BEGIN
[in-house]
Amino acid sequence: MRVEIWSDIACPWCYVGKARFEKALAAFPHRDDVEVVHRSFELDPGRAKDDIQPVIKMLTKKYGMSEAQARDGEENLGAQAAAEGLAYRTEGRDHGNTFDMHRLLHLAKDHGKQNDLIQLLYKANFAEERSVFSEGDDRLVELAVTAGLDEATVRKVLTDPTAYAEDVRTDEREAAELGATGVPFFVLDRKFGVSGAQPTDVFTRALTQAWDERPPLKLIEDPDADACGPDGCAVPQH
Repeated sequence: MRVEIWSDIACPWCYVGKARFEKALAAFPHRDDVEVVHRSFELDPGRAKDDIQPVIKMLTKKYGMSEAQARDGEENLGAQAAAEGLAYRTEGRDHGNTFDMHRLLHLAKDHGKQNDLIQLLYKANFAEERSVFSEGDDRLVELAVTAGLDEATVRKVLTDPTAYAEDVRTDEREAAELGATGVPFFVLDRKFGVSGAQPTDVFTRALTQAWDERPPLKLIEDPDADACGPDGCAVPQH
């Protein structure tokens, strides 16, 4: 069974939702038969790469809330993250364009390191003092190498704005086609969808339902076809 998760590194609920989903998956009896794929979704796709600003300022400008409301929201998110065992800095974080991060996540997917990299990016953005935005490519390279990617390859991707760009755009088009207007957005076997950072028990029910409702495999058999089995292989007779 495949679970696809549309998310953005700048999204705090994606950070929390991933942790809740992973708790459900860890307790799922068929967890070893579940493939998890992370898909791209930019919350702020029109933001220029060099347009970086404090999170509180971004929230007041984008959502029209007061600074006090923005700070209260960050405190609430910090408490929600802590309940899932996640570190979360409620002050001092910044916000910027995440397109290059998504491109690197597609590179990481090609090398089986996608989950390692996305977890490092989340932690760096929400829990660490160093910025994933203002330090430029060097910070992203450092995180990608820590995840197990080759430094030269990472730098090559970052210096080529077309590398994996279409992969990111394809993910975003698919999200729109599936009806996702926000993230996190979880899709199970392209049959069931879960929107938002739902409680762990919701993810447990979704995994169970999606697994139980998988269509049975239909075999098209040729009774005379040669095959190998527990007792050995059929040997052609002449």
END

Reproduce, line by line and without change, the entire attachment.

[in-house]
Amino acid sequence: MRVEIWSDIACPWCYVGKARFEKALAAFPHRDDVEVVHRSFELDPGRAKDDIQPVIKMLTKKYGMSEAQARDGEENLGAQAAAEGLAYRTEGRDHGNTFDMHRLLHLAKDHGKQNDLIQLLYKANFAEERSVFSEGDDRLVELAVTAGLDEATVRKVLTDPTAYAEDVRTDEREAAELGATGVPFFVLDRKFGVSGAQPTDVFTRALTQAWDERPPLKLIEDPDADACGPDGCAVPQH
Repeated sequence: MRVEIWSDIACPWCYVGKARFEKALAAFPHRDDVEVVHRSFELDPGRAKDDIQPVIKMLTKKYGMSEAQARDGEENLGAQAAAEGLAYRTEGRDHGNTFDMHRLLHLAKDHGKQNDLIQLLYKANFAEERSVFSEGDDRLVELAVTAGLDEATVRKVLTDPTAYAEDVRTDEREAAELGATGVPFFVLDRKFGVSGAQPTDVFTRALTQAWDERPPLKLIEDPDADACGPDGCAVPQH
């Protein structure tokens, strides 16, 4: 069974939702038969790469809330993250364009390191003092190498704005086609969808339902076809 998760590194609920989903998956009896794929979704796709600003300022400008409301929201998110065992800095974080991060996540997917990299990016953005935005490519390279990617390859991707760009755009088009207007957005076997950072028990029910409702495999058999089995292989007779 495949679970696809549309998310953005700048999204705090994606950070929390991933942790809740992973708790459900860890307790799922068929967890070893579940493939998890992370898909791209930019919350702020029109933001220029060099347009970086404090999170509180971004929230007041984008959502029209007061600074006090923005700070209260960050405190609430910090408490929600802590309940899932996640570190979360409620002050001092910044916000910027995440397109290059998504491109690197597609590179990481090609090398089986996608989950390692996305977890490092989340932690760096929400829990660490160093910025994933203002330090430029060097910070992203450092995180990608820590995840197990080759430094030269990472730098090559970052210096080529077309590398994996279409992969990111394809993910975003698919999200729109599936009806996702926000993230996190979880899709199970392209049959069931879960929107938002739902409680762990919701993810447990979704995994169970999606697994139980998988269509049975239909075999098209040729009774005379040669095959190998527990007792050995059929040997052609002449």